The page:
Croix, had gone to the gaming-table as soon as he had got my twenty sequins, and that he had then taken her back to the inn, where he had spent the next day in a state of despair, as he did not dare to shew himself abroad in the daytime. In the evening he put on his mask and went out, not returning till the next morning.

"Soon after he put on his great coat and got ready to go out, telling me that if he did not return he would communicate with me by you, at the same time giving me your address, of which I have made use as you know. He has not come back, and if you have not seen him I am sure he has gone off on foot without a penny in his pocket. The landlord wants to be paid, and by selling all I have I could satisfy his claims; but, good God! what is to become of me, then?"

"Dare you return to your father?"

"Yes, sir, I dare return to him. He will forgive me when on my knees and with tears in my eyes I tell him that I am ready to bury myself in a nunnery."

"Very good! then I will take you to Marseilles myself, and in the meanwhile I will find you a lodging with some honest people. Till then, shut yourself up in your room, do not admit anyone to see you, and be sure I will have a care for you."

I summoned the landlord and paid the bill, which was a very small one, and I told him to take care of the lady till my return. The poor girl was dumb with surprise and gratitude. I said good-bye kindly and left her without even taking her hand. It was not altogether a case of the devil turning monk; I always had a respect for distress.

I had already thought of Zenobia in connection with the poor girl's lodging, and I went to see her on the spot. In her husband's presence I told her what I wanted, and asked if she could find a corner for my new friend.

"She shall have my place," cried the worthy tailor, "if she won't mind sleeping with my wife. I will hire a small room hard bye, and will sleep there as long as the young lady stays."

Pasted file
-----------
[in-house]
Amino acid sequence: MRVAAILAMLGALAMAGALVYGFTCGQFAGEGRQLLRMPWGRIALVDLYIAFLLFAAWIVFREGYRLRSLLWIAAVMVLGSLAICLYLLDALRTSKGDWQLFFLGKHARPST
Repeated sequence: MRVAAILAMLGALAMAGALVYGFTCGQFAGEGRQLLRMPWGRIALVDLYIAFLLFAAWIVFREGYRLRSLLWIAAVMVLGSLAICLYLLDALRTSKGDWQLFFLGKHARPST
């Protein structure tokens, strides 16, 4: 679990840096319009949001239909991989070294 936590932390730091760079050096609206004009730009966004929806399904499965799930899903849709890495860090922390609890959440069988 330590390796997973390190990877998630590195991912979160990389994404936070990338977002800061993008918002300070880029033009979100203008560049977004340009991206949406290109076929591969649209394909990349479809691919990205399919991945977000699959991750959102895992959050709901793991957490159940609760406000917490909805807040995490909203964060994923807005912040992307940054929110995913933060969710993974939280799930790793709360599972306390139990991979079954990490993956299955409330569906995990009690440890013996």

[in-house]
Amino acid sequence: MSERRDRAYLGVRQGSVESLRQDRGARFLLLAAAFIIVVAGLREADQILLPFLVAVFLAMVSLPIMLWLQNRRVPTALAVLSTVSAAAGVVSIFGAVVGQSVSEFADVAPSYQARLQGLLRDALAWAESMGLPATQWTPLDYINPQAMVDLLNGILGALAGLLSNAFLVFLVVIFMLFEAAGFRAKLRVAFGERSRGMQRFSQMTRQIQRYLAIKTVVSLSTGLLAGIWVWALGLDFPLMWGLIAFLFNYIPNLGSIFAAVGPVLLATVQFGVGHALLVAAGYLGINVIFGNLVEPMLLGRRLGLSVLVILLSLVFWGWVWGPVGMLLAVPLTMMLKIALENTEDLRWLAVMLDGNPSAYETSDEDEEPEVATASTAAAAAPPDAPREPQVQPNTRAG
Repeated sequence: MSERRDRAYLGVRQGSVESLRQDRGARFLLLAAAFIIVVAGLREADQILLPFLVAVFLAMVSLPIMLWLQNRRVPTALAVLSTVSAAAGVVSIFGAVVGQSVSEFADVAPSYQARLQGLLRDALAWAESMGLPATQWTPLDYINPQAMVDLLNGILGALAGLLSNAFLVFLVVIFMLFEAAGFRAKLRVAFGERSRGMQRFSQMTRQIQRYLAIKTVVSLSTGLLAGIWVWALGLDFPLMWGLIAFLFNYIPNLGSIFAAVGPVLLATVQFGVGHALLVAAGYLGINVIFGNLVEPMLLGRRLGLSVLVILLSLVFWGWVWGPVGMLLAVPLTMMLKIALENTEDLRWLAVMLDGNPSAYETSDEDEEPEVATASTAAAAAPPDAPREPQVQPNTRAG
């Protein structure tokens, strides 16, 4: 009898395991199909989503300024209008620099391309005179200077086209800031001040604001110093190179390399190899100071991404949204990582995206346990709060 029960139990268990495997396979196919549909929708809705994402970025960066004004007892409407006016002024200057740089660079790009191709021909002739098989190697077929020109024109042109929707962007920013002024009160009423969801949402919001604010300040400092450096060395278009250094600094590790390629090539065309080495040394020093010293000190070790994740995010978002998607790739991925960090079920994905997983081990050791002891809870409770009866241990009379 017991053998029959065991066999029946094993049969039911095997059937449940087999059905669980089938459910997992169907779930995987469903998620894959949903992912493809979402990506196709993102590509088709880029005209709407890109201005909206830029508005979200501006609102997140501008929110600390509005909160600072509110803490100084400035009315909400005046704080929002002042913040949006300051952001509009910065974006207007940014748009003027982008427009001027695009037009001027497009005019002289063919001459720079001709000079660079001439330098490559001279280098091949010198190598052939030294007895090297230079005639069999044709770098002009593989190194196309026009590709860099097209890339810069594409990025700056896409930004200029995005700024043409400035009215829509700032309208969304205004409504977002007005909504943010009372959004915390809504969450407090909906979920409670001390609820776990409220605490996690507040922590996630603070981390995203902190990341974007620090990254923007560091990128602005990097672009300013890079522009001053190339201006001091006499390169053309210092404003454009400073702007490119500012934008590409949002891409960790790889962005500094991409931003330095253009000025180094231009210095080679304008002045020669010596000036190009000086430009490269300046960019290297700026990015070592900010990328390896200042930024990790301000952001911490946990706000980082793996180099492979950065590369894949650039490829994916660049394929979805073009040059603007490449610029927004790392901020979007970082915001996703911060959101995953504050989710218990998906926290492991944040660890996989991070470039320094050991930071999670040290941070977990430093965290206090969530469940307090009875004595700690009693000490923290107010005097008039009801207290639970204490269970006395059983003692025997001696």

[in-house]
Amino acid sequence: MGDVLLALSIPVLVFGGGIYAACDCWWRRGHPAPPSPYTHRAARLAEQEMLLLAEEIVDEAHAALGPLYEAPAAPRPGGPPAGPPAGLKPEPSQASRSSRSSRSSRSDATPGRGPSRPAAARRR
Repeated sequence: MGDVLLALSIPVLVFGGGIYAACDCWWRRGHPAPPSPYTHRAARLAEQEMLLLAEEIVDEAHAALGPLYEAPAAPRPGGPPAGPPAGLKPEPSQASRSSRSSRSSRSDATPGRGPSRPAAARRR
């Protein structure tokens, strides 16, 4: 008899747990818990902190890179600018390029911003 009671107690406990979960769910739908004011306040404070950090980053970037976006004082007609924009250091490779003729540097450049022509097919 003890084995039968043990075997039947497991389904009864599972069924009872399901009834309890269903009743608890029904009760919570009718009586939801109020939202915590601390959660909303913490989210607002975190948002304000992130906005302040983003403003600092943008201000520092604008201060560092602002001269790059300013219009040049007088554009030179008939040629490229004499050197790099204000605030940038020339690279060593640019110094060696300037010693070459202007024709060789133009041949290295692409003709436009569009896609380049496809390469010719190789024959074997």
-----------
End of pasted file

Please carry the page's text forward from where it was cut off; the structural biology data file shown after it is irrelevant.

"That's a good idea, gossip, but your wife will lose by the exchange."

"Not much," said Zenobia; and the tailor burst out laughing.

"As for her meals," he added, "she must arrange that herself."

"That's a very simple matter," said I, "Zenobia will get them and I will pay for them."

I wrote the girl a short note, telling her of the arrangements I had made, and charged Zenobia to take her the letter. The next day I found her in the poor lodging with these worthy folks, looking pleased and ravishingly pretty. I felt that I could behave well for the present, but I sighed at the thought of the journey. I should have to put a strong restraint on myself.

I had nothing more to do at Milan, but the count had made me promise to spend a fortnight at St. Angelo. This was an estate belonging to him, fifteen miles from Milan, and the count spoke most enthusiastically of it. If I had gone away without seeing St. Angelo, he would have been exceedingly mortified. A married brother of his lived there, and the count often said that his brother was longing to know me. When we returned he would no doubt let me depart in peace.

I had made up my mind to shew my gratitude to the worthy man for his hospitality, so on the fourth day of Lent I took leave of Therese, Greppi, and the affectionate marchioness, for two weeks, and we set out on our way.

To my great delight the countess did not care to come. She much preferred staying in Milan with Triulzi, who did not let her lack for anything.

We got to St. Angelo at three o'clock, and found that we were expected to dinner.

CHAPTER XXI

An Ancient Castle--Clementine--The Fair Penitent--Lodi--A Mutual Passion

The manorial castle of the little town of St. Angelo is a vast and ancient building, dating back at least eight centuries, but devoid of regularity, and not indicating the date of its erection by the style of its architecture. The ground floor consists of innumerable small rooms, a few large and lofty apartments, and an immense hall. The walls, which are full of chinks and crannies, are of that immense thickness which proves that our ancestors built for their remote descendants, and not in our modern fashion; for we are beginning to build in the English style, that is, barely for one generation.

Memoirs of Casanova Volume 4e Milan Page 44

Memoirs of Jacques Casanova

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